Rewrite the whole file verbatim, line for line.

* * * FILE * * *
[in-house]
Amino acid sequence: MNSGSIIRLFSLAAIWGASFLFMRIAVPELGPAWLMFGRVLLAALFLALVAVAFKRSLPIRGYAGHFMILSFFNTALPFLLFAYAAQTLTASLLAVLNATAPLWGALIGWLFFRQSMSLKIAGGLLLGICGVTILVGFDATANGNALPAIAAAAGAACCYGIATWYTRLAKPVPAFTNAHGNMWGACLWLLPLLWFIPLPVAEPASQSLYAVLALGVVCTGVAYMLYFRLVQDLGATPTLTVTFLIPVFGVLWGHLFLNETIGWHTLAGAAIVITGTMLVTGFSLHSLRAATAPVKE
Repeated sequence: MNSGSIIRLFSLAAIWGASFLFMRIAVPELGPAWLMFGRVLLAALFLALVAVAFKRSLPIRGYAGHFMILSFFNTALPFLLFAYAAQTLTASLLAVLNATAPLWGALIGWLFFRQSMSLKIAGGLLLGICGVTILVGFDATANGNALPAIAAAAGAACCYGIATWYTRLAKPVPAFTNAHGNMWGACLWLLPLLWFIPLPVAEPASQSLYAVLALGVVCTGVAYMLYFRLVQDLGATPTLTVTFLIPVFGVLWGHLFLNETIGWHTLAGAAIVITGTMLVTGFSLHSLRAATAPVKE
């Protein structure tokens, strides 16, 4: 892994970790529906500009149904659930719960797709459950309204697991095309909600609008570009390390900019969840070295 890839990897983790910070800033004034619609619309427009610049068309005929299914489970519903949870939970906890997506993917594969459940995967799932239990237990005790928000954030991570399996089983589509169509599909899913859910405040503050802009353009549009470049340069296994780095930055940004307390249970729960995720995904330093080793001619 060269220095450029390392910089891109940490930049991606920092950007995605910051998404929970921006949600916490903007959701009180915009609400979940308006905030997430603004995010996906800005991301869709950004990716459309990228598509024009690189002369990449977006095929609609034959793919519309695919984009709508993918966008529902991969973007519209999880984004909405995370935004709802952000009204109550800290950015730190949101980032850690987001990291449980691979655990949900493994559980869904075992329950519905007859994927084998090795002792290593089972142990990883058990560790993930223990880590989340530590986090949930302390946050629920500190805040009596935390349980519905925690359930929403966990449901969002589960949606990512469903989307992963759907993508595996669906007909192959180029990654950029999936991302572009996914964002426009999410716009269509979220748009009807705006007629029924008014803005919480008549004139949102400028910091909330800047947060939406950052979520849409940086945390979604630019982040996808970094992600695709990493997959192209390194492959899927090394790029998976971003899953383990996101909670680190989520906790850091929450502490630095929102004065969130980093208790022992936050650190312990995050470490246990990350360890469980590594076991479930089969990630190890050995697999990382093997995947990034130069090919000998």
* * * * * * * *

[in-house]
Amino acid sequence: MNSGSIIRLFSLAAIWGASFLFMRIAVPELGPAWLMFGRVLLAALFLALVAVAFKRSLPIRGYAGHFMILSFFNTALPFLLFAYAAQTLTASLLAVLNATAPLWGALIGWLFFRQSMSLKIAGGLLLGICGVTILVGFDATANGNALPAIAAAAGAACCYGIATWYTRLAKPVPAFTNAHGNMWGACLWLLPLLWFIPLPVAEPASQSLYAVLALGVVCTGVAYMLYFRLVQDLGATPTLTVTFLIPVFGVLWGHLFLNETIGWHTLAGAAIVITGTMLVTGFSLHSLRAATAPVKE
Repeated sequence: MNSGSIIRLFSLAAIWGASFLFMRIAVPELGPAWLMFGRVLLAALFLALVAVAFKRSLPIRGYAGHFMILSFFNTALPFLLFAYAAQTLTASLLAVLNATAPLWGALIGWLFFRQSMSLKIAGGLLLGICGVTILVGFDATANGNALPAIAAAAGAACCYGIATWYTRLAKPVPAFTNAHGNMWGACLWLLPLLWFIPLPVAEPASQSLYAVLALGVVCTGVAYMLYFRLVQDLGATPTLTVTFLIPVFGVLWGHLFLNETIGWHTLAGAAIVITGTMLVTGFSLHSLRAATAPVKE
């Protein structure tokens, strides 16, 4: 892994970790529906500009149904659930719960797709459950309204697991095309909600609008570009390390900019969840070295 890839990897983790910070800033004034619609619309427009610049068309005929299914489970519903949870939970906890997506993917594969459940995967799932239990237990005790928000954030991570399996089983589509169509599909899913859910405040503050802009353009549009470049340069296994780095930055940004307390249970729960995720995904330093080793001619 060269220095450029390392910089891109940490930049991606920092950007995605910051998404929970921006949600916490903007959701009180915009609400979940308006905030997430603004995010996906800005991301869709950004990716459309990228598509024009690189002369990449977006095929609609034959793919519309695919984009709508993918966008529902991969973007519209999880984004909405995370935004709802952000009204109550800290950015730190949101980032850690987001990291449980691979655990949900493994559980869904075992329950519905007859994927084998090795002792290593089972142990990883058990560790993930223990880590989340530590986090949930302390946050629920500190805040009596935390349980519905925690359930929403966990449901969002589960949606990512469903989307992963759907993508595996669906007909192959180029990654950029999936991302572009996914964002426009999410716009269509979220748009009807705006007629029924008014803005919480008549004139949102400028910091909330800047947060939406950052979520849409940086945390979604630019982040996808970094992600695709990493997959192209390194492959899927090394790029998976971003899953383990996101909670680190989520906790850091929450502490630095929102004065969130980093208790022992936050650190312990995050470490246990990350360890469980590594076991479930089969990630190890050995697999990382093997995947990034130069090919000998």